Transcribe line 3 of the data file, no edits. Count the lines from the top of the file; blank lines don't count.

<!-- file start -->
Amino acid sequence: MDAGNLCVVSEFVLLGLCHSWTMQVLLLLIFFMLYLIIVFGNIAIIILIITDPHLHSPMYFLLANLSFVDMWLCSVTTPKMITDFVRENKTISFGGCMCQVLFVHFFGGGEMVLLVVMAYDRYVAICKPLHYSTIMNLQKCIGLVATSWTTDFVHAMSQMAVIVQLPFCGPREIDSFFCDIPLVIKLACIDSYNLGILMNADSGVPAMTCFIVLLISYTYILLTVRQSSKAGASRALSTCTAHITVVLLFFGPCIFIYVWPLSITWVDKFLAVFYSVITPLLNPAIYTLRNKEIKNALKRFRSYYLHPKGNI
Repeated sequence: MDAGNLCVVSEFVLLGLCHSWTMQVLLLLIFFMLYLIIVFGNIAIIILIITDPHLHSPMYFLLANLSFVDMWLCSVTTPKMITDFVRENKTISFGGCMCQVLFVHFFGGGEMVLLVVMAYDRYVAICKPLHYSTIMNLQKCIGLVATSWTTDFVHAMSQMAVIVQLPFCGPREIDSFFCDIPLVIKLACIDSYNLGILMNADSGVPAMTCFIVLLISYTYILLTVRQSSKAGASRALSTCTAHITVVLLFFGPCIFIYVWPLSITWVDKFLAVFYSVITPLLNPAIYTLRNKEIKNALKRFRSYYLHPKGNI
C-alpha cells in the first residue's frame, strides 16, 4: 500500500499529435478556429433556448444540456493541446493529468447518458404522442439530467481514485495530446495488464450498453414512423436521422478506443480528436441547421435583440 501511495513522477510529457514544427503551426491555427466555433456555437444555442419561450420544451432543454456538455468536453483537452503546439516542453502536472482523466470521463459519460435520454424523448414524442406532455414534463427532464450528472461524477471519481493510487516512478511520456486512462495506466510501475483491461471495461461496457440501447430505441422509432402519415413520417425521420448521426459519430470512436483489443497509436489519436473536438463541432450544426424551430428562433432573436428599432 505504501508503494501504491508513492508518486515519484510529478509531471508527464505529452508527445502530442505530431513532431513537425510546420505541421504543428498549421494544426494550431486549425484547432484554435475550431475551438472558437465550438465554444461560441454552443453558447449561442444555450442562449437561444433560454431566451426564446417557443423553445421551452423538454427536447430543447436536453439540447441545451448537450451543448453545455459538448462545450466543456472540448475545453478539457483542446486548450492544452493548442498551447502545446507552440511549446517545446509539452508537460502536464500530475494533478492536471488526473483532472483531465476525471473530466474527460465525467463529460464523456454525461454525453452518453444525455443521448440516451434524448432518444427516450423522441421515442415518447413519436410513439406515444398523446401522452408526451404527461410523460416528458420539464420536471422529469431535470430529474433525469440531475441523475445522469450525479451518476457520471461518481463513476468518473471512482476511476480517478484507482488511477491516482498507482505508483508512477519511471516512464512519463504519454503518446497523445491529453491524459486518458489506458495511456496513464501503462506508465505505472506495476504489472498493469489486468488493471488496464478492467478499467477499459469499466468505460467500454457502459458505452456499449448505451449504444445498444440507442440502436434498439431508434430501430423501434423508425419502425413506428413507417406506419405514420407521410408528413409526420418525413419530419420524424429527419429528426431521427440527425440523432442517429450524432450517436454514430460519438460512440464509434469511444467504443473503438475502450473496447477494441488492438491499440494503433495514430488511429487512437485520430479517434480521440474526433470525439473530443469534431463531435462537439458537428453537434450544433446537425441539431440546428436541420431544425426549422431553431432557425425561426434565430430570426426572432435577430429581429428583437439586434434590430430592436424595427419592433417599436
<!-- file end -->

C-alpha cells in the first residue's frame, strides 16, 4: 500500500499529435478556429433556448444540456493541446493529468447518458404522442439530467481514485495530446495488464450498453414512423436521422478506443480528436441547421435583440 501511495513522477510529457514544427503551426491555427466555433456555437444555442419561450420544451432543454456538455468536453483537452503546439516542453502536472482523466470521463459519460435520454424523448414524442406532455414534463427532464450528472461524477471519481493510487516512478511520456486512462495506466510501475483491461471495461461496457440501447430505441422509432402519415413520417425521420448521426459519430470512436483489443497509436489519436473536438463541432450544426424551430428562433432573436428599432 505504501508503494501504491508513492508518486515519484510529478509531471508527464505529452508527445502530442505530431513532431513537425510546420505541421504543428498549421494544426494550431486549425484547432484554435475550431475551438472558437465550438465554444461560441454552443453558447449561442444555450442562449437561444433560454431566451426564446417557443423553445421551452423538454427536447430543447436536453439540447441545451448537450451543448453545455459538448462545450466543456472540448475545453478539457483542446486548450492544452493548442498551447502545446507552440511549446517545446509539452508537460502536464500530475494533478492536471488526473483532472483531465476525471473530466474527460465525467463529460464523456454525461454525453452518453444525455443521448440516451434524448432518444427516450423522441421515442415518447413519436410513439406515444398523446401522452408526451404527461410523460416528458420539464420536471422529469431535470430529474433525469440531475441523475445522469450525479451518476457520471461518481463513476468518473471512482476511476480517478484507482488511477491516482498507482505508483508512477519511471516512464512519463504519454503518446497523445491529453491524459486518458489506458495511456496513464501503462506508465505505472506495476504489472498493469489486468488493471488496464478492467478499467477499459469499466468505460467500454457502459458505452456499449448505451449504444445498444440507442440502436434498439431508434430501430423501434423508425419502425413506428413507417406506419405514420407521410408528413409526420418525413419530419420524424429527419429528426431521427440527425440523432442517429450524432450517436454514430460519438460512440464509434469511444467504443473503438475502450473496447477494441488492438491499440494503433495514430488511429487512437485520430479517434480521440474526433470525439473530443469534431463531435462537439458537428453537434450544433446537425441539431440546428436541420431544425426549422431553431432557425425561426434565430430570426426572432435577430429581429428583437439586434434590430430592436424595427419592433417599436